Symptoms were picked up that raised suspicion that psoriatic arthritis could be the cause of debilitating knee pain, which severely affected Liz’s mobility.
I work as a Business Support Manager at Durham County Council, a role I have had for 4 years and involves managing a variety of teams including quality, administration and management information.
About a week before lockdown, I saw my GP with pain and lack of movement in my right knee resulting in having an x-ray. I was given telephone feedback from the GP to say I had moderate arthritic changes in the knee. Once clinics were back to normal I would be able to start treatment, which would potentially involve an operation on my knee.
No one knew the extent of the lockdown at that stage. Then about a month later my other knee had similar symptoms. Going up and down stairs and getting out of the chair was becoming extremely painful. My knees were swollen, lumpy, full of fluid and didn’t bend.
I rang the doctor and he told me to take the highest dose of ibuprofen and another medication to protect my stomach. It did help and made a difference, but I was still struggling to walk.
Six weeks into lockdown, I noticed on the Durham County Council intranet page an article that showed that employees could access remote physiotherapy.
I’d already been told by the GP that physio would be useful so I was interested to find out more. I did what the intranet said and that resulted in me having a telephone conversation with Mark, the Connect Health OH Physiotherapist.
The physio wrote to my GP to request a rheumatology opinion.
As part of the questions asked, I informed the physio that approximately 4-6 weeks before my first knee had become painful, swollen and unable to bend, I had mentioned to the GP that my psoriasis had flared up.
My symptoms presented as osteoarthritis but due to the other symptoms, the physio suggested there may be a link that required further GP and rheumatology attention.
In addition, when Mark found out that I was responding to ibuprofen, he said that could signal a type of arthritis that could be linked to psoriasis. He gave me some exercises to do. But I couldn’t do them as my legs were almost frozen.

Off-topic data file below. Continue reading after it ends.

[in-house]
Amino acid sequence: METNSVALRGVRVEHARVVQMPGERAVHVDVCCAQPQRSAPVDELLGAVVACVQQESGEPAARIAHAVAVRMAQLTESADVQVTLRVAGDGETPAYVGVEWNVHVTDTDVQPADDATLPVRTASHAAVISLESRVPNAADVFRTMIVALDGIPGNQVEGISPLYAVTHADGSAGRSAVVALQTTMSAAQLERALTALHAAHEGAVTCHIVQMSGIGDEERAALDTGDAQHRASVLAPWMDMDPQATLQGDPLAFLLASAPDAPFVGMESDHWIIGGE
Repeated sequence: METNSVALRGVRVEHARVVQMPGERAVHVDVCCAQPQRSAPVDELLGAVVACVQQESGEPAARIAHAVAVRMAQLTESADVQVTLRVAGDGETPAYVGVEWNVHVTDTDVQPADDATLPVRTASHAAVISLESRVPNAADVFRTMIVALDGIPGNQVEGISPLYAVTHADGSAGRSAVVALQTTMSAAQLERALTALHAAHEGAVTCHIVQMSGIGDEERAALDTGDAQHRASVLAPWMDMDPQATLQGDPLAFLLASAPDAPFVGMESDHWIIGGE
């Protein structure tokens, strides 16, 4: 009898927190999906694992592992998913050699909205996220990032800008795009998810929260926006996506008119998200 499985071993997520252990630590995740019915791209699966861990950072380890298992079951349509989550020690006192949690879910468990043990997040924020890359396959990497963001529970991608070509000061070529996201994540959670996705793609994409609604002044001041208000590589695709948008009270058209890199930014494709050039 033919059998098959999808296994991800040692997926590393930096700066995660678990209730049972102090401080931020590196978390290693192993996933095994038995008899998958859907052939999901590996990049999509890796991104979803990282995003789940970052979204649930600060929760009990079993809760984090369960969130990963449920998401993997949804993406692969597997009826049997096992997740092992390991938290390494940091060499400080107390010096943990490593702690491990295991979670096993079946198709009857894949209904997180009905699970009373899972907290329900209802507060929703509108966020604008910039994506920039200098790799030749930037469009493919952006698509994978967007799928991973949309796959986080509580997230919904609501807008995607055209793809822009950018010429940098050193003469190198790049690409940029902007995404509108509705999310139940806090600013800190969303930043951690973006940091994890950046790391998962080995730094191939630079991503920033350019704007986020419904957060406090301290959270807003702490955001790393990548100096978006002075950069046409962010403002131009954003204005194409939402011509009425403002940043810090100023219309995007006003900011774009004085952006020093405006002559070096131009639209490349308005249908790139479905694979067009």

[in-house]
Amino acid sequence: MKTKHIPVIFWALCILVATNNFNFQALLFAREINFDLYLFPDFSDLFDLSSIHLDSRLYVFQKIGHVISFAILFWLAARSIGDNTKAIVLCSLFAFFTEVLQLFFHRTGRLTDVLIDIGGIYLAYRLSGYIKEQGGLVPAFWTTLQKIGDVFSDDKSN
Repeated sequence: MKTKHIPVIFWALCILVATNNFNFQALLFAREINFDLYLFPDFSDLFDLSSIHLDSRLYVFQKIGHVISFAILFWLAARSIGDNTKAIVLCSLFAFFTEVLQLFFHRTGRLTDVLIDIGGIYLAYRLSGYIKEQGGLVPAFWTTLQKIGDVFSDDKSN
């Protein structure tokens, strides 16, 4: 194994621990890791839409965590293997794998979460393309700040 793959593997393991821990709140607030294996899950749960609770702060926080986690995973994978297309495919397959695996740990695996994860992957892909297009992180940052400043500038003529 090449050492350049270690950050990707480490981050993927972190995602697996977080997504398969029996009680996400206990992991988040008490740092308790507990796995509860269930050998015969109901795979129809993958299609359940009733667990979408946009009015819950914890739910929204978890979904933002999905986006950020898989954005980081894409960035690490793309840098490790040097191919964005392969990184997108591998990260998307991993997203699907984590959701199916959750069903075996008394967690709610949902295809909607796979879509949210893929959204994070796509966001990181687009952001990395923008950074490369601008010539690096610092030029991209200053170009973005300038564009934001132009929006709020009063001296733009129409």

He advised me to ring the GP with his ideas and the GP agreed with his diagnosis and that there could be a link. The GP said he would speak to a consultant rheumatologist to explain the case on my behalf and they both agreed with the physio that it was extremely likely I had psoriatic arthritis.
The new diagnosis required a completely different treatment option.
I was given a short course of steroids for 6 weeks and within the first few days, movement had returned. I could bend my legs, walk my dog and walk upstairs. It was literally within the first week that mobility returned.
If I hadn’t taken the steroids, there would be a risk of permanent damage to my joints.
I could have been left with constant swelling. I’m still stiff but not on any medication now. I can sit in a chair, get upstairs and can drive again.
I’m doing the exercises now which are helping. It’s hard to believe that since early March I have had so very little movement until recent months.
The physio’s questions had given thorough answers.
I now have to see the rheumatologist – the condition I have won’t go away but it can be managed with different medication when I have a flare up. An interesting side effect is that my psoriasis has calmed down. I’ve had it since I was a child and I didn’t realise that it was an inflammatory condition.
The physiotherapy from Connect Health was completely brilliant.
I think I’m very lucky to have it paid for by my employer. The OH physio had a specialism that the GP surgery didn’t have on the condition. It is easy to assume from someone’s age that it’s the most obvious diagnosis but that isn’t always the case.
Mark was very thorough with the questioning. A couple of times when I spoke to him, he was doing training with young physios over the call which I thought was really good. Obviously, his questions had given him the answers for further investigation.
Amazingly all this has been achieved by not seeing anyone face to face due to Covid.
The next step is to physically see a rheumatologist and work out long term how I can stay mobile. I’ve also looked into my diet and hope to reduce inflammatory foods, such as sugar.
The Connect Health remote physiotherapy service was excellent. It was very easy to access and, in my case, made a huge difference. The physio was very efficient, everything was dealt with quickly and the level of knowledge was extremely high. Overall, I had a very positive experience.
Download Liz’s full story here
(Name has been changed and photograph posed by model to protect individual’s privacy).